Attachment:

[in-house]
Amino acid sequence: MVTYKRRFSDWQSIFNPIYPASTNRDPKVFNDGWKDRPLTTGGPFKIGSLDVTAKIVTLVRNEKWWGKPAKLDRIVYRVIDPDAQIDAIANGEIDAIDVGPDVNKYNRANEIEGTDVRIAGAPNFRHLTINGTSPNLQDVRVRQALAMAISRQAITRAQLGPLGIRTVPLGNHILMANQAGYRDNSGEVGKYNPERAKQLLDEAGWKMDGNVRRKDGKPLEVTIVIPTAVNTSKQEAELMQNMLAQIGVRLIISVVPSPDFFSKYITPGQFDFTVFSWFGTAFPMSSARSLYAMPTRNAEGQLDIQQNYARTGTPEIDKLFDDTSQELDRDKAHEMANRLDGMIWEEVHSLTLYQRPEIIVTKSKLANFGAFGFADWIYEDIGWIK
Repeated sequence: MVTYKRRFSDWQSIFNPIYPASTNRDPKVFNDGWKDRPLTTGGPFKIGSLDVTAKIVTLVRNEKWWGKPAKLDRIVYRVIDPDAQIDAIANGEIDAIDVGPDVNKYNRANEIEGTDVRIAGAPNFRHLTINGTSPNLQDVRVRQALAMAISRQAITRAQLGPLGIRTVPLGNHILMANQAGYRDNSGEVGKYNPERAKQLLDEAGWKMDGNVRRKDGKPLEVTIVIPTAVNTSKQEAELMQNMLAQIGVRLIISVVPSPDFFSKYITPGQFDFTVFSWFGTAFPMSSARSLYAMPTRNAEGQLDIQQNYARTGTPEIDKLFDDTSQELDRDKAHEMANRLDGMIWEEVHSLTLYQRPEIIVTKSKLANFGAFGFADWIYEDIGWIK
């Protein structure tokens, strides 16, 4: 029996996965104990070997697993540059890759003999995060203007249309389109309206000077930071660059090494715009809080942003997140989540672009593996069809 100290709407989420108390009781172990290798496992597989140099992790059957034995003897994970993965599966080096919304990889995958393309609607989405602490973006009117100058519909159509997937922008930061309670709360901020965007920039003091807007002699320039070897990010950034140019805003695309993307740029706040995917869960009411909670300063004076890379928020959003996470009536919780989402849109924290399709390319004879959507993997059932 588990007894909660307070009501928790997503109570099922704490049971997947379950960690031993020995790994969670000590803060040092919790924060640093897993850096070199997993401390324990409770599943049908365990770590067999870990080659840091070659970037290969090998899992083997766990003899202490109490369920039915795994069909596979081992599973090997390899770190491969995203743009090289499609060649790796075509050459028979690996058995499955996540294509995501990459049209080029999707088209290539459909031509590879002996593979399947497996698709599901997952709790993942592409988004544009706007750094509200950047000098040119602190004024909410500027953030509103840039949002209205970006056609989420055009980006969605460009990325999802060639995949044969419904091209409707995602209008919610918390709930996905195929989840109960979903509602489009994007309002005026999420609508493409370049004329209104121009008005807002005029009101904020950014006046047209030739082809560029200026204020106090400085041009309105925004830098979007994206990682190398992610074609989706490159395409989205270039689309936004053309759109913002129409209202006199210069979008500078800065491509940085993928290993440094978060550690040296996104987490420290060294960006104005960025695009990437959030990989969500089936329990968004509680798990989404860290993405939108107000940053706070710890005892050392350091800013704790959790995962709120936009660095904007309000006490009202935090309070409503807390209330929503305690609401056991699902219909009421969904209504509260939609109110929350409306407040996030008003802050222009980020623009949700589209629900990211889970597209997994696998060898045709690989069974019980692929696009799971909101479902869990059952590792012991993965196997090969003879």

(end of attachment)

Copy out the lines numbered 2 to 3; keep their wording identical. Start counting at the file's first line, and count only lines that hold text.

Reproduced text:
Amino acid sequence: MVTYKRRFSDWQSIFNPIYPASTNRDPKVFNDGWKDRPLTTGGPFKIGSLDVTAKIVTLVRNEKWWGKPAKLDRIVYRVIDPDAQIDAIANGEIDAIDVGPDVNKYNRANEIEGTDVRIAGAPNFRHLTINGTSPNLQDVRVRQALAMAISRQAITRAQLGPLGIRTVPLGNHILMANQAGYRDNSGEVGKYNPERAKQLLDEAGWKMDGNVRRKDGKPLEVTIVIPTAVNTSKQEAELMQNMLAQIGVRLIISVVPSPDFFSKYITPGQFDFTVFSWFGTAFPMSSARSLYAMPTRNAEGQLDIQQNYARTGTPEIDKLFDDTSQELDRDKAHEMANRLDGMIWEEVHSLTLYQRPEIIVTKSKLANFGAFGFADWIYEDIGWIK
Repeated sequence: MVTYKRRFSDWQSIFNPIYPASTNRDPKVFNDGWKDRPLTTGGPFKIGSLDVTAKIVTLVRNEKWWGKPAKLDRIVYRVIDPDAQIDAIANGEIDAIDVGPDVNKYNRANEIEGTDVRIAGAPNFRHLTINGTSPNLQDVRVRQALAMAISRQAITRAQLGPLGIRTVPLGNHILMANQAGYRDNSGEVGKYNPERAKQLLDEAGWKMDGNVRRKDGKPLEVTIVIPTAVNTSKQEAELMQNMLAQIGVRLIISVVPSPDFFSKYITPGQFDFTVFSWFGTAFPMSSARSLYAMPTRNAEGQLDIQQNYARTGTPEIDKLFDDTSQELDRDKAHEMANRLDGMIWEEVHSLTLYQRPEIIVTKSKLANFGAFGFADWIYEDIGWIK